A religious sect led by Gustav Weil hunts all women suspected of witchcraft, killing a number of innocent victims. Young Katy, Gustav's niece, will involve herself in a devilish cult, and become an instrument of Justice in the region.
In 1700s Austria, a witch-hunter's apprentice has doubts about the righteousness of witch-hunting when he witnesses the brutality, the injustice, the falsehood, the torture and the arbitrary killing that go with the job.
England, 1795: the young Catherine has just married Charles Fengriffen and moves into his castle. She becomes the victim of an old curse that lays on the family. On her wedding night she is raped by a ghost and gets pregnant.
Three distinguished English gentlemen accidentally resurrect Count Dracula, killing a disciple of his in process. The Count seeks to avenge his dead servant, by making the trio die in the hands of their own children.
In the XVIII Century, in the countryside of England, the landsman Ralph Gower finds a skull with one eye and fur on the field. He summons the local judge to see his finding but it has disappeared. Meanwhile the local Peter Edmonton brings his fiancée Rosalind Barton to his aunt's house to marry her on the next day. However during the night Rosalind becomes insane and in the morning she is sent to an asylum and Peter sees a claw that has replaced her hand. Then Peter wakes up with a claw attacking him and he cuts it out, but he finds that he has hacked down his own hand. The local children have a strange behavior under the command of Angel Blake and they rape and kill others. In common, they have a strange fur on their skin. The judge returns from London and concludes that evil has possessed the children. What will he and his search party do?Written by
Claudio Carvalho, Rio de Janeiro, Brazil
Screenwriter Robert Wynne-Simmons took inspiration from the Manson killings and also the infamous Mary Bell murder case that rocked England around the time. See more »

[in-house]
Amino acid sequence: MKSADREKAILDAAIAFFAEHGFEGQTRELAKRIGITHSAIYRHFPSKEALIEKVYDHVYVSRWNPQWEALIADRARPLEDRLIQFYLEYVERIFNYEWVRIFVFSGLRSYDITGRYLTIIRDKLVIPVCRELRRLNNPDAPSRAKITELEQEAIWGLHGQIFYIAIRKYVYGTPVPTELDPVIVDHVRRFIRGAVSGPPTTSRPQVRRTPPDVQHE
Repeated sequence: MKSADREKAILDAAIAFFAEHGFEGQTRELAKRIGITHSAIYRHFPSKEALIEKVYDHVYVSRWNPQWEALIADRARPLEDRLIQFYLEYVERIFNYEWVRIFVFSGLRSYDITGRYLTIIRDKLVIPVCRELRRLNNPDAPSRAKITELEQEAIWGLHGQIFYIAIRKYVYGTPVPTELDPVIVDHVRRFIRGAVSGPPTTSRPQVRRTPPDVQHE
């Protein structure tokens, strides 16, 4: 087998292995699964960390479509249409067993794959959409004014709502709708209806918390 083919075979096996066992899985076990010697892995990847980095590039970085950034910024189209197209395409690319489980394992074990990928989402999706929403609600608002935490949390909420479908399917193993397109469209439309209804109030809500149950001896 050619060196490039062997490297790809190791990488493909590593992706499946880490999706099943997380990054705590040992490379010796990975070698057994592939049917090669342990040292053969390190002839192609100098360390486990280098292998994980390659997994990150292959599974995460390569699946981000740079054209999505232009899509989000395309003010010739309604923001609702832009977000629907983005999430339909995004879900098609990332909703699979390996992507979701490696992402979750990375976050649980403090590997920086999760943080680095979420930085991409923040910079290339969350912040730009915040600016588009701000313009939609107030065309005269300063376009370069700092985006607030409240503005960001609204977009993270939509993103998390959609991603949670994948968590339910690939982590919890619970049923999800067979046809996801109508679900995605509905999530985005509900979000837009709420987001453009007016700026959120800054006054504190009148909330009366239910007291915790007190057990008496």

There are two spelling errors in the opening titles: the production company is called Tigron instead of Tigon (in the copyright notice beneath the main title), and screen veteran James Hayter is billed as James Hoyter. See more »
My lord, when I heard of Ralph Gower's discovery, I was reminded of this old volume. Mock, sir, if you will. These sages had access to much wisdom.
Doctor, witchcraft is dead and discredited. Are you bent on reviving forgotten horrors?
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See this for Linda Hayden's sexually charged performance as Satan-loving teener Angel Blake, one of British Cinema's more memorable portrayals of pure evil in a petticoat.
Possessing a WITCHFINDER GENERAL-type atmosphere, helped immeasurably by Mark Wilkinson's truly beautiful score, this tale of superstition and a Satanic contagion that exhibits itself as an ugly, hairy patch on the skin (motivating alternate title SATAN'S SKIN) is evidence of solid horror-making afoot.
Patrick Wymark as the pseudo-Witchfinder anchors a mostly youthful cast who become victim to the spreading "disease".
The climax is a ballsy one for director Piers Haggard (who also helmed the taut VENOM) as he dares to portray Satan himself. It's always a risk serving up a visual absolute of a universal concept, but it works surprisingly well here because Haggard knows just how much to show.
As noted earlier, Linda Hayden is dynamite as the sexually provocative Angel and makes it easy to understand how many a fool would follow her to the depths of hell just for a taste of her own brand of heaven.
BLOOD ON SATAN'S CLAW, an evocative title if ever there was one, accomplishes everything it sets out to do.
It comes close to being delightfully lurid at times, and that's what gives it an edge.
Also worthy of applause is Dick Bush's striking, atmospheric cinematography.
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